A mother who suffered a cardiac arrest has been reunited with the “heroes” who helped save her life.
Pezo Benjamin of South Park Drive, Ilford, husband Sam and 10-month-old baby Yanis had an emotional meeting at Romford ambulance station with the crews who were called out to her in January.
“Words can’t explain our gratitude,” Sam, Pezo’s husband of three years, said. “You saved my wife’s life and I can’t thank you all enough.”
Thirty-one-year-old Pezo was asleep when Sam noticed something was not quite right.
“It was about 1am when I woke up with a start,” said bank worker Sam.
“I checked on our baby Yanis, who was still in a cot in our room, and he was sleeping soundly, then I looked at Pezo. She looked like she was having a bad dream so I decided to wake her up.”
No amount of shaking would wake his wife and Sam remembers her breathing sounded strange: “Her breathing just wasn’t normal. It was too shallow. Then she gave one final really long breath and her eyes rolled up. She looked dead.”
Sam dialled 999 and spoke to an emergency medical dispatcher.
“The call taker was amazing” Sam said. “She made me move Pezo off the bed and told me how to do cardiopulmonary resuscitation (CPR). She then counted me through the chest compressions.”
Emergency Medical Technician Ben Copsey was first on scene. He said: “I remember Sam was performing good quality CPR. That basically saved Pezo’s life.”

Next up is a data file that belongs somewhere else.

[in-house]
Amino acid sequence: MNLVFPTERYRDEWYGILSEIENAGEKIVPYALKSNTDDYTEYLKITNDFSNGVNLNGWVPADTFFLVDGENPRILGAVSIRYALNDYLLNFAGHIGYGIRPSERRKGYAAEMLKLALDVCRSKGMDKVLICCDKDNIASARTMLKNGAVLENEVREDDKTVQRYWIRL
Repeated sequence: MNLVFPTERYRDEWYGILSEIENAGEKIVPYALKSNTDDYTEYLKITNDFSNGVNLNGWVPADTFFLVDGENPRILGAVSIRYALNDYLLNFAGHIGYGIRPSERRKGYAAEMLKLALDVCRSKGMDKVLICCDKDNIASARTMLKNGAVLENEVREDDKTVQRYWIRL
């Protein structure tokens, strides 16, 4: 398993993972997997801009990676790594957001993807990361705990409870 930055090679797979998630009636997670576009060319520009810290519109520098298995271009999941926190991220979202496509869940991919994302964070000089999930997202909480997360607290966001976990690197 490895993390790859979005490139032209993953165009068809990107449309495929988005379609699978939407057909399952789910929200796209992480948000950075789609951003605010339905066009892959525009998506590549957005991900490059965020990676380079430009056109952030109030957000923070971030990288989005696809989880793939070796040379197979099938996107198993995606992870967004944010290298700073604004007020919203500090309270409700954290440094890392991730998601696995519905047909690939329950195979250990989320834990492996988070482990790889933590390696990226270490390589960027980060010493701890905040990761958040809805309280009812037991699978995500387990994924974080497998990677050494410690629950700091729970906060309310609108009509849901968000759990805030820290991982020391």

Pezo said her doctor’s agreed: “All the consultants in the hospital said what your husband did kept you alive.
“It made me think, if my husband, who had no experience in first aid can do it, just think what you could do if you did have some lifesaving skills.”
Ambulance crews, Rachel Bolton and Jill Bull, and Hayley Jones and Nicky Ladrowski, along with Emergency Medical Technician John Reed arrived on scene shortly after.
They gave Pezo’s heart three shocks with the defibrillator and it restarted.
Rachel and Jill took Pezo to King George’s Hospital. From there she was transferred to St Bartholomew’s Hospital in the City where she was fitted with an ICD implant, a pacemaker that shocks her heart back to a normal rhythm if it starts to beats irregularly.
Pezo and Sam gave each member of staff a pen engraved with ‘chindume’ which means hero in Pezo’s father’s native Zambian dialect to thank them.
According to the latest London Ambulance Service figures, more Londoners than ever are surviving a cardiac arrest.
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